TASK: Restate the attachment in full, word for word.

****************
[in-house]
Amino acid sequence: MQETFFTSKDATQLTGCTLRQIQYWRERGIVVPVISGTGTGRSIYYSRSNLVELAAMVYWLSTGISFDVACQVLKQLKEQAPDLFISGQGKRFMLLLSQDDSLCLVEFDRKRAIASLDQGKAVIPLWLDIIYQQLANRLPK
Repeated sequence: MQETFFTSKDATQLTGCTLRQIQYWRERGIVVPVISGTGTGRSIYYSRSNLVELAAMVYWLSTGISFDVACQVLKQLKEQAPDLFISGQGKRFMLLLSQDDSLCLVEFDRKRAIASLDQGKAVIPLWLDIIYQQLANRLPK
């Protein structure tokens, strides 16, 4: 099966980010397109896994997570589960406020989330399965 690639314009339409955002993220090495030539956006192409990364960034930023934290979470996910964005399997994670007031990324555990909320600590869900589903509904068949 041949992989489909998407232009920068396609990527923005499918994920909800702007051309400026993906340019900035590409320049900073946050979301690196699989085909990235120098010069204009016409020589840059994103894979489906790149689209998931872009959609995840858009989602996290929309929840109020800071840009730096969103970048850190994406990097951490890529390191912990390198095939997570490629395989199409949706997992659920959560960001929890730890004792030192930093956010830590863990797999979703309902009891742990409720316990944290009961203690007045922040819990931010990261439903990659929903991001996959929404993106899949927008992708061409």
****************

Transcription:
[in-house]
Amino acid sequence: MQETFFTSKDATQLTGCTLRQIQYWRERGIVVPVISGTGTGRSIYYSRSNLVELAAMVYWLSTGISFDVACQVLKQLKEQAPDLFISGQGKRFMLLLSQDDSLCLVEFDRKRAIASLDQGKAVIPLWLDIIYQQLANRLPK
Repeated sequence: MQETFFTSKDATQLTGCTLRQIQYWRERGIVVPVISGTGTGRSIYYSRSNLVELAAMVYWLSTGISFDVACQVLKQLKEQAPDLFISGQGKRFMLLLSQDDSLCLVEFDRKRAIASLDQGKAVIPLWLDIIYQQLANRLPK
């Protein structure tokens, strides 16, 4: 099966980010397109896994997570589960406020989330399965 690639314009339409955002993220090495030539956006192409990364960034930023934290979470996910964005399997994670007031990324555990909320600590869900589903509904068949 041949992989489909998407232009920068396609990527923005499918994920909800702007051309400026993906340019900035590409320049900073946050979301690196699989085909990235120098010069204009016409020589840059994103894979489906790149689209998931872009959609995840858009989602996290929309929840109020800071840009730096969103970048850190994406990097951490890529390191912990390198095939997570490629395989199409949706997992659920959560960001929890730890004792030192930093956010830590863990797999979703309902009891742990409720316990944290009961203690007045922040819990931010990261439903990659929903991001996959929404993106899949927008992708061409």